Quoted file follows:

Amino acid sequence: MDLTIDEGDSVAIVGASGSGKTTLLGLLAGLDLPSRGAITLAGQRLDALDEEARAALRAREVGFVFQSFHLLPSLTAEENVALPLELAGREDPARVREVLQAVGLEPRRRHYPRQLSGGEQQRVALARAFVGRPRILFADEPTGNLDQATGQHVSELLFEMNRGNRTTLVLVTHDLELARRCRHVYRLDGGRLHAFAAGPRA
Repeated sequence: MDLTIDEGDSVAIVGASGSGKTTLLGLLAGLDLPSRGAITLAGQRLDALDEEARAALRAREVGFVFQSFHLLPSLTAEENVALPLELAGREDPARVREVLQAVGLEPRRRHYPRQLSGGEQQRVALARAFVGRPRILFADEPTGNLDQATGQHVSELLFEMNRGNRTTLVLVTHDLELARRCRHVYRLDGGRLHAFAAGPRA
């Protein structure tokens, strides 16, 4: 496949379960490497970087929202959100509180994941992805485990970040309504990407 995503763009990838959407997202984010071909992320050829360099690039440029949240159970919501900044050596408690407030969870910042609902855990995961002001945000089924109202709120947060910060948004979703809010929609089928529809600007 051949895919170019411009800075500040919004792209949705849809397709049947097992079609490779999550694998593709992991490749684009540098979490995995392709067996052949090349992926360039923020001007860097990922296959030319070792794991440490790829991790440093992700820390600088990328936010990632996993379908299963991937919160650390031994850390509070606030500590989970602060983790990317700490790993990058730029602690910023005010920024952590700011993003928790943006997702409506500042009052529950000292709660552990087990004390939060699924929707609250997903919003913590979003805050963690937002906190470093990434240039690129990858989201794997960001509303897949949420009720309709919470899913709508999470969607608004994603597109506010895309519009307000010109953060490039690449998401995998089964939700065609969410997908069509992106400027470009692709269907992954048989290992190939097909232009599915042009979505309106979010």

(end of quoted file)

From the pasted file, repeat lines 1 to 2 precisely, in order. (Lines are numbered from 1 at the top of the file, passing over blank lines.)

Amino acid sequence: MDLTIDEGDSVAIVGASGSGKTTLLGLLAGLDLPSRGAITLAGQRLDALDEEARAALRAREVGFVFQSFHLLPSLTAEENVALPLELAGREDPARVREVLQAVGLEPRRRHYPRQLSGGEQQRVALARAFVGRPRILFADEPTGNLDQATGQHVSELLFEMNRGNRTTLVLVTHDLELARRCRHVYRLDGGRLHAFAAGPRA
Repeated sequence: MDLTIDEGDSVAIVGASGSGKTTLLGLLAGLDLPSRGAITLAGQRLDALDEEARAALRAREVGFVFQSFHLLPSLTAEENVALPLELAGREDPARVREVLQAVGLEPRRRHYPRQLSGGEQQRVALARAFVGRPRILFADEPTGNLDQATGQHVSELLFEMNRGNRTTLVLVTHDLELARRCRHVYRLDGGRLHAFAAGPRA